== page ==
DW: To the latter point, it's the best argument for him still having enough gas. He's been able to lean on Anthony Davis, to get big quarters out of Austin Reaves and D'Angelo Russell. There's the opportunity for him to do less than he's done in previous championship runs and still win. I had someone close to LeBron tell me that he's never seen James need to take over less than he has this postseason. The issue becomes, as the levels go up and the challenges increase, can the Lakers' role guys rise to the challenge? I don't think I've seen enough from James these two rounds to bet on him winning three games or so in a series with monster performances. If the Lakers advance, it'll be more collaborative.

AG: After almost 20 years since being drafted, it's still unwise to bet against James. His basketball acumen might be unmatched. Those who know the league rave about his ability to pick his spots within games. The Lakers' role players he'll depend on haven't been on the stage of a conference finals before — but then again, many of Denver's haven't either.

Aside from the play of the big men and LeBron, who do you see as potential X-factors in the series?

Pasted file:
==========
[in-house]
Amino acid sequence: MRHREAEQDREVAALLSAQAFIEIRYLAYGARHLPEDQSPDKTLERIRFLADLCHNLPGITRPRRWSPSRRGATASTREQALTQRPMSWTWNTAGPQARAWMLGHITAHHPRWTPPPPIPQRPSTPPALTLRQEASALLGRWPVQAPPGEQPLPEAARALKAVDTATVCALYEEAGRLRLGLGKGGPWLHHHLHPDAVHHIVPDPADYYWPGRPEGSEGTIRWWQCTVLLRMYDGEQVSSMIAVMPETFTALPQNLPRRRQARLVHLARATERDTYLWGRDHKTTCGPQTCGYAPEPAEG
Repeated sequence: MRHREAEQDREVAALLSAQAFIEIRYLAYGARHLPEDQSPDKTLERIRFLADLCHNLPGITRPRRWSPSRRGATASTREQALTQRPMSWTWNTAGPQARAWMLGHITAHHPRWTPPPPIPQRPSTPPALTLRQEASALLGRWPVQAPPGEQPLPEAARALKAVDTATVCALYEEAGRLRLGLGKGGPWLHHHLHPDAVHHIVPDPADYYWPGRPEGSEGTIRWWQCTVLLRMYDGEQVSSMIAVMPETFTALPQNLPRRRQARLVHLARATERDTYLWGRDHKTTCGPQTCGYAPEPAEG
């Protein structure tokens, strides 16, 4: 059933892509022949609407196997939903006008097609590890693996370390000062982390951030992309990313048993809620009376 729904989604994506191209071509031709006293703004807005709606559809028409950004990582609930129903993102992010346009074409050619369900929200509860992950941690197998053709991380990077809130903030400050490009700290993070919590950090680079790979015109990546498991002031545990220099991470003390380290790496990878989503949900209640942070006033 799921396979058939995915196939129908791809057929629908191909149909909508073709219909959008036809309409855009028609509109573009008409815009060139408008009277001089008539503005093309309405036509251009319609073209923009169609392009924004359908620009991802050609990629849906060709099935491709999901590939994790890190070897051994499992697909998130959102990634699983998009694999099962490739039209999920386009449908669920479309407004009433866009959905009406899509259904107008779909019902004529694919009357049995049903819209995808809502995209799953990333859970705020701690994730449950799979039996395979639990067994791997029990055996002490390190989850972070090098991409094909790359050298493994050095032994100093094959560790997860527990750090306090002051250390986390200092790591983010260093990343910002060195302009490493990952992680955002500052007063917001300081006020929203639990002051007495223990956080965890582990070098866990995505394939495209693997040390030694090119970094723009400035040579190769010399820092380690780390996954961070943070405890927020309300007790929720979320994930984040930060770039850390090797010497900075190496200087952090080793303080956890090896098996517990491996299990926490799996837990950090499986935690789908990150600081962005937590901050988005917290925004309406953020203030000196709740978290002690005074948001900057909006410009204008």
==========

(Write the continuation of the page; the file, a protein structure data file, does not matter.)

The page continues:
DW: The Lakers' guards — Russell, Reaves and Dennis Schroder. For Denver, it's got to be Michael Porter Jr. His size and shooting could really disrupt the Lakers' ability to play their three-guard lineup that they used to close out the Warriors in Game 6.

BT: For the Lakers, the question in the playoffs has been who will be their third scorer. It has been Reaves, Russell, Schroder, Rui Hachimura and Lonnie Walker IV at times. In this series, the Lakers might need at least two of them to step into the void. The Nuggets have a bonafide second weapon in guard Jamal Murray, who has averaged 25.9 points and shot 39.5% from beyond the arc in the playoffs. Michael Porter Jr. is the wild card for the Nuggets. He is talented and fearless, willing to take the big three-pointer at any time.